In Moscow in 1921, a group of actors formed the Blue Blouses, a theater company that acted out scenarios from the news. Their success inspired the creation of many similar amateur troupes. One joke that emerged from the movement went: Bim and Bom were the most popular clowns in revolutionary Moscow. Bim came out with a picture of Lenin and one of Trotsky. “I’ve got two beautiful portraits,” he announced, “I’m going to take them home with me!” Bom asked, “What will you do with them when you get home?” “Oh, I’ll hang Lenin and put Trotsky against the wall.”
A review of the sitcom The Hank McCune Show in a 1950 issue of Variety described the first known use of a laugh track on TV: “Although the show is lensed on film without a studio audience, there are chuckles and yucks dubbed in. Whether this induces a jovial mood in home viewers is still to be determined, but the practice may have unlimited possibilities if it’s spread to include canned peals of hilarity, thunderous ovations, and gasps of sympathy.”
Niccolò Machiavelli, author of The Prince, was well known in his lifetime as a comic dramatist. An early performance in Florence of The Mandrake caused Pope Leo X to insist that its actors and scenery be brought to Rome in 1520. In the prologue to Clizia, a play inspired by Plautus, Machiavelli wrote, “Comedies were invented to be of use and of delight to their audiences.”
When a former leader of the Tijuana cartel was shot in the back of the head by a man dressed in a clown costume, five hundred clowns from around Latin America joined together at the International Clown Meeting in Mexico City and staged a fifteen-minute laughathon “to demonstrate their opposition to the generalized violence that prevails in our country.”
In 1662 diarist Samuel Pepys saw two plays by William Shakespeare performed in London. Of Romeo and Juliet he wrote, “It is a play of itself the worst that ever I heard in my life, and the worst acted that ever I saw these people do.” A Midsummer Night’s Dream he described simply as “the most insipid, ridiculous play that I ever saw in my life.”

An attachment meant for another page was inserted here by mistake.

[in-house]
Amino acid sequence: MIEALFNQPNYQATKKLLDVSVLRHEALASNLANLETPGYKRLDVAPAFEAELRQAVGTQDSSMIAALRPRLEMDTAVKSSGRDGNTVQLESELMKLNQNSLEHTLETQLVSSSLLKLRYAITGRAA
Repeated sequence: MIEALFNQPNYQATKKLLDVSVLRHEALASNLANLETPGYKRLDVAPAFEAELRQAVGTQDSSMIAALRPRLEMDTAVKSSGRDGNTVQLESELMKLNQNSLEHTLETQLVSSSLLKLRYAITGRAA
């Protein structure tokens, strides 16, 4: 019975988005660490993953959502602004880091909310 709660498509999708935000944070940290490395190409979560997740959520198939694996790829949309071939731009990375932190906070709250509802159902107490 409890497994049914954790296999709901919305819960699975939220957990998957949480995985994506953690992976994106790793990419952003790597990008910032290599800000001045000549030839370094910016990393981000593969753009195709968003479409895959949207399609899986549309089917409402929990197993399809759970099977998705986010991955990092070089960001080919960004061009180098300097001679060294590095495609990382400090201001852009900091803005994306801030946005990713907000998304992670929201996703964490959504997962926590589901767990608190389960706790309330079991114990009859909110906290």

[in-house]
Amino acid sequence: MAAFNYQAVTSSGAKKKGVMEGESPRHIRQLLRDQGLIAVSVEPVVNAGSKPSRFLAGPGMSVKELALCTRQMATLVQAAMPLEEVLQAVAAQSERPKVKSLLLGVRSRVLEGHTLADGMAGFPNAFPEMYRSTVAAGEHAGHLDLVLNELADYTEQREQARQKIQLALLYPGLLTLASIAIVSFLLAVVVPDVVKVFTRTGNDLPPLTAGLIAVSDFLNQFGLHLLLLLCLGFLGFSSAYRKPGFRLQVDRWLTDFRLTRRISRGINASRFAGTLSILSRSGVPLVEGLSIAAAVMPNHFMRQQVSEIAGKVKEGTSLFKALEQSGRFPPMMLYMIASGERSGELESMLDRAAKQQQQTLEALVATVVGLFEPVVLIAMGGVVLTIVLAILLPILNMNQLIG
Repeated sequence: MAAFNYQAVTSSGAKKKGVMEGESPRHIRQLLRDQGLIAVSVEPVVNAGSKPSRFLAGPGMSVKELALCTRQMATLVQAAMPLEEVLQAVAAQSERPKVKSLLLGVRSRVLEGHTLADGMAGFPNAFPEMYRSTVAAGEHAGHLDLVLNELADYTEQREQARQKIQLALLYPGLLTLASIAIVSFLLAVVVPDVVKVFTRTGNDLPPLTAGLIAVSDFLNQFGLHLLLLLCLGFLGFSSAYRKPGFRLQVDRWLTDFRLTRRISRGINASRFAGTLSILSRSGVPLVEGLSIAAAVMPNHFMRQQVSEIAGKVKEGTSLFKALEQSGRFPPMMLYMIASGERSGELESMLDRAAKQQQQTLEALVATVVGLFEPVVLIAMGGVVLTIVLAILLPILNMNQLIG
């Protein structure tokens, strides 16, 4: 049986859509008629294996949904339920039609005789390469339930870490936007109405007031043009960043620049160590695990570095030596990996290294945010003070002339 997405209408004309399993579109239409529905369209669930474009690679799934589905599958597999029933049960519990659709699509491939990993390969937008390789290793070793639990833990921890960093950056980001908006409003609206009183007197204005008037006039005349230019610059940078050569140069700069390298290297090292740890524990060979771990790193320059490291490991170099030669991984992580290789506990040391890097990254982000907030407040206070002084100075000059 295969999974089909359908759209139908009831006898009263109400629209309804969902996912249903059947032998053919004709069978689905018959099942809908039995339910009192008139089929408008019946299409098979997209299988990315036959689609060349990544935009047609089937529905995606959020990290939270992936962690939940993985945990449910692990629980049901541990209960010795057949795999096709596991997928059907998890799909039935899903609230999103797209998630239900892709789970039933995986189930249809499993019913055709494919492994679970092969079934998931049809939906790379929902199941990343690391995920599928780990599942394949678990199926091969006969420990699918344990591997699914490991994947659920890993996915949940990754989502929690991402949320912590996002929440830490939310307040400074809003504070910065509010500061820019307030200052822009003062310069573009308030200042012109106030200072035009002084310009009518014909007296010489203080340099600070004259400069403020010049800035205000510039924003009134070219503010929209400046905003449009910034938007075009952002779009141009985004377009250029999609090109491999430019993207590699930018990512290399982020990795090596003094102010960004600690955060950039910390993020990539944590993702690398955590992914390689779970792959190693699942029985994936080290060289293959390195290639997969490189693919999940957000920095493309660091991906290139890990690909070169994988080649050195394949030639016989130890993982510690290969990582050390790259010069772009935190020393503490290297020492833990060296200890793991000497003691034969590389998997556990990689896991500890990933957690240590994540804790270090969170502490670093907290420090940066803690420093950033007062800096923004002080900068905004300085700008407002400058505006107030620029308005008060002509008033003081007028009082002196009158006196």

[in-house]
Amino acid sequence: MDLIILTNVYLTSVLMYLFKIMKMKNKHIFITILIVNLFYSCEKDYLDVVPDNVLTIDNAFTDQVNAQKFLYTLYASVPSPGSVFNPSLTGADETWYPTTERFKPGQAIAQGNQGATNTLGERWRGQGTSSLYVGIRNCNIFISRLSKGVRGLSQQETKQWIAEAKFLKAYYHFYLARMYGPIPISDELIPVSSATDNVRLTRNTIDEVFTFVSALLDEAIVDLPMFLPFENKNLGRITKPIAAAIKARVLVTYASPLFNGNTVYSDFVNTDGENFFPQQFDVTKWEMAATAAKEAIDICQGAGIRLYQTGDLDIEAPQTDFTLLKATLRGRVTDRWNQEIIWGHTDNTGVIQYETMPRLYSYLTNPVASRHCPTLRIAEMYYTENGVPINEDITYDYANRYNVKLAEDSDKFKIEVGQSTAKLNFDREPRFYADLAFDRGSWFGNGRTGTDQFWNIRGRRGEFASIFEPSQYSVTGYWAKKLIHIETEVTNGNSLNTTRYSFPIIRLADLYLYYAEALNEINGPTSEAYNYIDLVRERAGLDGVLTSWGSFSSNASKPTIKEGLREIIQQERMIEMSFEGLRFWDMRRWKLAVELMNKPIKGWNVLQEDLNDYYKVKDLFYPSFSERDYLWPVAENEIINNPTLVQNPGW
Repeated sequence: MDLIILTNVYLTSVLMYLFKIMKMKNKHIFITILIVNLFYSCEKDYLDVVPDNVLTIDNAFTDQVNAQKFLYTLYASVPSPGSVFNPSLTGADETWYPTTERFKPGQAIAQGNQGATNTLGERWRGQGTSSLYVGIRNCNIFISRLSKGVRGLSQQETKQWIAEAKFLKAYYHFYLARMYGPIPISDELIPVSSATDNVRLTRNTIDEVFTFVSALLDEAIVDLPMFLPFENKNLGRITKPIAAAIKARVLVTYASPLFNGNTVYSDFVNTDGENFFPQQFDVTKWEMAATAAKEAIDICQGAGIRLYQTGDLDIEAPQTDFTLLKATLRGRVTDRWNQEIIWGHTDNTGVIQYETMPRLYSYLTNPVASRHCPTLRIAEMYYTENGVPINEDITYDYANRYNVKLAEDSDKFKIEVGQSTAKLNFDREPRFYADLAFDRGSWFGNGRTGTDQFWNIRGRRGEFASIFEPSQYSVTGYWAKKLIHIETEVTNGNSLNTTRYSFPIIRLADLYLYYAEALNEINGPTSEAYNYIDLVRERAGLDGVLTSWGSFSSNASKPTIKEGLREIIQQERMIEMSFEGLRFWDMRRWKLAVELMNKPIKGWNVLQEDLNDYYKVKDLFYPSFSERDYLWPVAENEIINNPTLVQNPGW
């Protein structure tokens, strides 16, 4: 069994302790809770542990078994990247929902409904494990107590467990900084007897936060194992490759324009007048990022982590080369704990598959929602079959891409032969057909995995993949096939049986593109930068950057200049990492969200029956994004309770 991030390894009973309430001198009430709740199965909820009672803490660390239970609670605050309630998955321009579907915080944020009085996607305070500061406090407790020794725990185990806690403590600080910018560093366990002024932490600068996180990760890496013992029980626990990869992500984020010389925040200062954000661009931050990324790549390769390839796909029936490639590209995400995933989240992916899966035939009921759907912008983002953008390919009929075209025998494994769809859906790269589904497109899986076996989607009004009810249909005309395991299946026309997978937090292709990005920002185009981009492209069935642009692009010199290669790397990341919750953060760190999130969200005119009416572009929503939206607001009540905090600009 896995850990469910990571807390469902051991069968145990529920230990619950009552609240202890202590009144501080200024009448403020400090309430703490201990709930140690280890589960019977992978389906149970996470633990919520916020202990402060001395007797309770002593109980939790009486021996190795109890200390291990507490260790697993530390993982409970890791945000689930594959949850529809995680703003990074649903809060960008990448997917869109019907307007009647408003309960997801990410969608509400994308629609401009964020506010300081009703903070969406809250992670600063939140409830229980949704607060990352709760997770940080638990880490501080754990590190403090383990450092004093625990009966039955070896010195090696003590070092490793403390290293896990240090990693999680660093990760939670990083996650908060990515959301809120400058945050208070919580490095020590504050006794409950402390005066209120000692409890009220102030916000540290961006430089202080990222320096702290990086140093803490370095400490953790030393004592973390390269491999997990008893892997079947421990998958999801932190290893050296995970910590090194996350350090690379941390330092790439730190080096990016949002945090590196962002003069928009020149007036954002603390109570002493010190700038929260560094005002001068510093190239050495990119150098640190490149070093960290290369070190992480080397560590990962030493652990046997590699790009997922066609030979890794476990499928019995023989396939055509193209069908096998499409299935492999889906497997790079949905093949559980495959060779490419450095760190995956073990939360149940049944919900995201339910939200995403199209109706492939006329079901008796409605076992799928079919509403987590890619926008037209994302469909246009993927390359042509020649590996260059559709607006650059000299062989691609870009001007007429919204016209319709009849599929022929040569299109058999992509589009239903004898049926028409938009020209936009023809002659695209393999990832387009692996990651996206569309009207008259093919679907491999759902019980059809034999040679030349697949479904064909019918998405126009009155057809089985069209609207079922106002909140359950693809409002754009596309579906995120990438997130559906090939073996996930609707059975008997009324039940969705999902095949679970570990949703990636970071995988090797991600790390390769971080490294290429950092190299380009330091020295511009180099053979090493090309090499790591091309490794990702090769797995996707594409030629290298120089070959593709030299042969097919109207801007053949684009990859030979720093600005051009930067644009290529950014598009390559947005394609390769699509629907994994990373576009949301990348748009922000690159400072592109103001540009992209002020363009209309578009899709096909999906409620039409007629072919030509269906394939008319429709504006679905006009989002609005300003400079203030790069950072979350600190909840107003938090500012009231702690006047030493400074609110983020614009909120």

Shortly before Ezra Pound was indicted for treason for his anti-American broadcasts on Benito Mussolini’s Radio Rome, Ernest Hemingway wrote to poet Archibald MacLeish, “If Ezra has any sense he should shoot himself. Personally I think he should have shot himself somewhere along after the twelfth canto, although maybe earlier.”
As editor of the New York Tribune, Horace Greeley once received a letter requesting an autograph of the late Edgar Allan Poe that Greeley might possess from his correspondence. Greeley replied, “I happen to have in my possession but one autograph of the late distinguished American poet Edgar A. Poe. It consists of an IOU, with my name on the back of it. It cost me just $51.50, and you can have it for half-price.”
Austrian-born philosopher Ludwig Wittgenstein observed in 1947, “A typical American film, naive and silly, can—for all its silliness and even by means of it—be instructive. A fatuous, self-conscious English film can teach one nothing. I have often learned a lesson from a silly American film."